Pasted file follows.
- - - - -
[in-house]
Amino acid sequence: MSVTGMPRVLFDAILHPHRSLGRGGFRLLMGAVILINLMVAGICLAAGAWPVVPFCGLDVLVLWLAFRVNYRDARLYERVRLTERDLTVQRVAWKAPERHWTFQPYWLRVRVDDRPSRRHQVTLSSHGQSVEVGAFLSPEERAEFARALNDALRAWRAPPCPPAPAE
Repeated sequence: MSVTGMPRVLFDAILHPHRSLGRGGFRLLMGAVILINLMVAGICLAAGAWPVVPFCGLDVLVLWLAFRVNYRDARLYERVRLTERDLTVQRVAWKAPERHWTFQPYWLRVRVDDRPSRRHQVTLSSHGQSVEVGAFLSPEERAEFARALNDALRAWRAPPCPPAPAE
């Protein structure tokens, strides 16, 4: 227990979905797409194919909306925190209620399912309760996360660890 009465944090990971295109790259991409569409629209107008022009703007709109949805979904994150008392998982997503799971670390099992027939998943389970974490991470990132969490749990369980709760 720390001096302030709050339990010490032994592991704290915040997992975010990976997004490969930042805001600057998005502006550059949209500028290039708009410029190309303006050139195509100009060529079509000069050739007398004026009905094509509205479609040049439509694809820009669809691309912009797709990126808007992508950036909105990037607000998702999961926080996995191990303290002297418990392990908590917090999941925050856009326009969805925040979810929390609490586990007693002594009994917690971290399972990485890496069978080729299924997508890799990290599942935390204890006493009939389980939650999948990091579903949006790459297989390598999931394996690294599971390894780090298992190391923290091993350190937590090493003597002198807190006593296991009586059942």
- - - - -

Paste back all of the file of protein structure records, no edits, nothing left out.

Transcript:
[in-house]
Amino acid sequence: MSVTGMPRVLFDAILHPHRSLGRGGFRLLMGAVILINLMVAGICLAAGAWPVVPFCGLDVLVLWLAFRVNYRDARLYERVRLTERDLTVQRVAWKAPERHWTFQPYWLRVRVDDRPSRRHQVTLSSHGQSVEVGAFLSPEERAEFARALNDALRAWRAPPCPPAPAE
Repeated sequence: MSVTGMPRVLFDAILHPHRSLGRGGFRLLMGAVILINLMVAGICLAAGAWPVVPFCGLDVLVLWLAFRVNYRDARLYERVRLTERDLTVQRVAWKAPERHWTFQPYWLRVRVDDRPSRRHQVTLSSHGQSVEVGAFLSPEERAEFARALNDALRAWRAPPCPPAPAE
């Protein structure tokens, strides 16, 4: 227990979905797409194919909306925190209620399912309760996360660890 009465944090990971295109790259991409569409629209107008022009703007709109949805979904994150008392998982997503799971670390099992027939998943389970974490991470990132969490749990369980709760 720390001096302030709050339990010490032994592991704290915040997992975010990976997004490969930042805001600057998005502006550059949209500028290039708009410029190309303006050139195509100009060529079509000069050739007398004026009905094509509205479609040049439509694809820009669809691309912009797709990126808007992508950036909105990037607000998702999961926080996995191990303290002297418990392990908590917090999941925050856009326009969805925040979810929390609490586990007693002594009994917690971290399972990485890496069978080729299924997508890799990290599942935390204890006493009939389980939650999948990091579903949006790459297989390598999931394996690294599971390894780090298992190391923290091993350190937590090493003597002198807190006593296991009586059942």